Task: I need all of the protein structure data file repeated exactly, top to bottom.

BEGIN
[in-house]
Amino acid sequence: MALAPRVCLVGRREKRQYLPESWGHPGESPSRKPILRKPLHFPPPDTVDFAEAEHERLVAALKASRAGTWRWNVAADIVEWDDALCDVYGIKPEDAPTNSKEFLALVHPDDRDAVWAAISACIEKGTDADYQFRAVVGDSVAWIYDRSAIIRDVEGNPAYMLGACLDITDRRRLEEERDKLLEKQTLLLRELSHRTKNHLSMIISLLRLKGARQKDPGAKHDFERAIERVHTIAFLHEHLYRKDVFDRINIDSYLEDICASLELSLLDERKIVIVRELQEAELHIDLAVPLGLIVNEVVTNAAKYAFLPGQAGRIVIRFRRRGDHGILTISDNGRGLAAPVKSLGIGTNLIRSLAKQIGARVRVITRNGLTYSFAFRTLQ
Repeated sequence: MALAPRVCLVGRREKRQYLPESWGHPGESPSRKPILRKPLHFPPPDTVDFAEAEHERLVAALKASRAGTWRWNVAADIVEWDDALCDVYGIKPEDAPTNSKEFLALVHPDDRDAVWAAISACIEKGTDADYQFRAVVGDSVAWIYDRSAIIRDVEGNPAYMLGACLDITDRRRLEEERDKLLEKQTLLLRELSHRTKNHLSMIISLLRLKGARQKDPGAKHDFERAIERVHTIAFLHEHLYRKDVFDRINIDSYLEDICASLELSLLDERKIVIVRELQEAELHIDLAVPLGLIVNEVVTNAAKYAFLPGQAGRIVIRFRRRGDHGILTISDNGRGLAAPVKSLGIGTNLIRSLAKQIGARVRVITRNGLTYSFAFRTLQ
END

[in-house]
Amino acid sequence: MALAPRVCLVGRREKRQYLPESWGHPGESPSRKPILRKPLHFPPPDTVDFAEAEHERLVAALKASRAGTWRWNVAADIVEWDDALCDVYGIKPEDAPTNSKEFLALVHPDDRDAVWAAISACIEKGTDADYQFRAVVGDSVAWIYDRSAIIRDVEGNPAYMLGACLDITDRRRLEEERDKLLEKQTLLLRELSHRTKNHLSMIISLLRLKGARQKDPGAKHDFERAIERVHTIAFLHEHLYRKDVFDRINIDSYLEDICASLELSLLDERKIVIVRELQEAELHIDLAVPLGLIVNEVVTNAAKYAFLPGQAGRIVIRFRRRGDHGILTISDNGRGLAAPVKSLGIGTNLIRSLAKQIGARVRVITRNGLTYSFAFRTLQ
Repeated sequence: MALAPRVCLVGRREKRQYLPESWGHPGESPSRKPILRKPLHFPPPDTVDFAEAEHERLVAALKASRAGTWRWNVAADIVEWDDALCDVYGIKPEDAPTNSKEFLALVHPDDRDAVWAAISACIEKGTDADYQFRAVVGDSVAWIYDRSAIIRDVEGNPAYMLGACLDITDRRRLEEERDKLLEKQTLLLRELSHRTKNHLSMIISLLRLKGARQKDPGAKHDFERAIERVHTIAFLHEHLYRKDVFDRINIDSYLEDICASLELSLLDERKIVIVRELQEAELHIDLAVPLGLIVNEVVTNAAKYAFLPGQAGRIVIRFRRRGDHGILTISDNGRGLAAPVKSLGIGTNLIRSLAKQIGARVRVITRNGLTYSFAFRTLQ